By Clive Leviev-Sawyer of The Sofia Globe
In the May 2013 national parliamentary elections in Bulgaria, the Movement for Rights and Freedoms – the party led and supported in the main by Bulgarians of ethnic Turkish descent – ranked third out of four that made it into Parliament, with a voter turnout for it that was lower than in previous elections.
Yet the MRF is once again emerging as what some see as the most influential player in Bulgarian politics, perhaps more so than ever before.
The MRF has its roots in a project that arose after Bulgarians of Turkish ethnicity and the Muslim faith were subjected to brutal persecution in the closing decades of the communist government.
Yet, ironically or not, its former and current leaders – Ahmed Dogan and Lyutvi Mestan – both are former agents of communist-era secret service State Security.
In the early years of the transition from communism, while participating in a round table process with anti-communist forces and the inheritors of the former Bulgarian Communist Party, it became clear that the MRF was more inclined with what ended up renamed as the Bulgarian Socialist Party.
In more recent history, the MRF was part of the BSP-led tripartite coalition government that was in power in Bulgaria from 2005 to 2009. The three parties were the BSP, MRF and the party led by former king and former prime minister Simeon Saxe-Coburg, with cabinet seats handed out according to a mathematical formula.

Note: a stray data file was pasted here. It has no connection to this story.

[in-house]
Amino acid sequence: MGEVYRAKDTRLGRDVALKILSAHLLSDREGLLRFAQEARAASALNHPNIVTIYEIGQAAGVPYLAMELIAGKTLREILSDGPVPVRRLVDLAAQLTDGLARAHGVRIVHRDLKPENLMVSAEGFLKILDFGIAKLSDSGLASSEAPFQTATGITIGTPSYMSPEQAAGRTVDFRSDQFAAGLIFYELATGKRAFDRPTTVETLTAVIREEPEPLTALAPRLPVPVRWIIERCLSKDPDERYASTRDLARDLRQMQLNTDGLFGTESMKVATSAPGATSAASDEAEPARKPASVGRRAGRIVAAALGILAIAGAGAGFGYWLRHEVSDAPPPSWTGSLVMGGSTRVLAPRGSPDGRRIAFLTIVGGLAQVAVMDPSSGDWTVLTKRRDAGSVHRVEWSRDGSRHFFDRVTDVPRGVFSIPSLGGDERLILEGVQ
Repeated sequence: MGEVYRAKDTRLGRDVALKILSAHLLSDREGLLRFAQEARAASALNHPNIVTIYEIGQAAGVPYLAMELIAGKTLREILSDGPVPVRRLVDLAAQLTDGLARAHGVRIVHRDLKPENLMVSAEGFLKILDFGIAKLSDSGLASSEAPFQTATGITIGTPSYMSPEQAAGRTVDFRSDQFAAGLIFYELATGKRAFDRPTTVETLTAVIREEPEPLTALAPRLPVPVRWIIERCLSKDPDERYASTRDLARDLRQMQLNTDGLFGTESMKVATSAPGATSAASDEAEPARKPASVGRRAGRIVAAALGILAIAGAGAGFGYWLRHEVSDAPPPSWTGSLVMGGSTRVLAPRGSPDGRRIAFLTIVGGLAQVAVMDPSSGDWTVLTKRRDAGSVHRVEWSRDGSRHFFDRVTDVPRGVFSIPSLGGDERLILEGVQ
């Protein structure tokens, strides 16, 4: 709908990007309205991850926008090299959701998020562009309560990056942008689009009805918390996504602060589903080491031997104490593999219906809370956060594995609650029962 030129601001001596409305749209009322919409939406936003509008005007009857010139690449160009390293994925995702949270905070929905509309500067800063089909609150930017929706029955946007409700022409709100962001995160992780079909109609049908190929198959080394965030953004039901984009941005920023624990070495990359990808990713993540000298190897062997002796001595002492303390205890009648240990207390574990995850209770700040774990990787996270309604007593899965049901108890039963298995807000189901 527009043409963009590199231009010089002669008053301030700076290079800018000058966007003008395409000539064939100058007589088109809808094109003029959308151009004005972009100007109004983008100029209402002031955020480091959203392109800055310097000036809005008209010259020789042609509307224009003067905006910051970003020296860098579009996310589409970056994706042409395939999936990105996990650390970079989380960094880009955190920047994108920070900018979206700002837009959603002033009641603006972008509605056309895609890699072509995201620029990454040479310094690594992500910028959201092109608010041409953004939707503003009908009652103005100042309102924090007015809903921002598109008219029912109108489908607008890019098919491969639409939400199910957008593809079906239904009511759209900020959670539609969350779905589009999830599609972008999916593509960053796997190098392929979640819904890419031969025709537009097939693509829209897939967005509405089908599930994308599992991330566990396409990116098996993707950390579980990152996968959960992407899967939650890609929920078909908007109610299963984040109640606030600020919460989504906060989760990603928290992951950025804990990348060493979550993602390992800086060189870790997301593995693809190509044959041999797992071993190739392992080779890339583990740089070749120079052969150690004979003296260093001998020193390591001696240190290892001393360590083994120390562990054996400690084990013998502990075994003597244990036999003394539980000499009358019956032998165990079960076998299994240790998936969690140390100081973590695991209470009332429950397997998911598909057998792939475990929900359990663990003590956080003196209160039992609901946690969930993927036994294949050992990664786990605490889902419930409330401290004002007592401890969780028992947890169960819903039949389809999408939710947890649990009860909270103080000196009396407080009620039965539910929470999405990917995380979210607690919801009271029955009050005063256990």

Its critics see the MRF as having undue influence in the economic life of Bulgaria, and even Dogan at one point was quoted as speaking about his party’s “business circles”. Among the several controversies in which Dogan was involved was his receiving of an enormous fee to act as a consultant on a hydro-power project, even though his degree is in philosophy. An investigation cleared him of conflict of interest.
Dogan also has been quoted as saying that it did not matter whether the MRF was in or out of power, its influence remained the same.
It also has tended to always turn in roughly the same electoral performance, customarily ranking third, and customarily working in effective alliance with the BSP. This was its role as an opposition party to the centre-right GERB government from 2009 to mid-2013.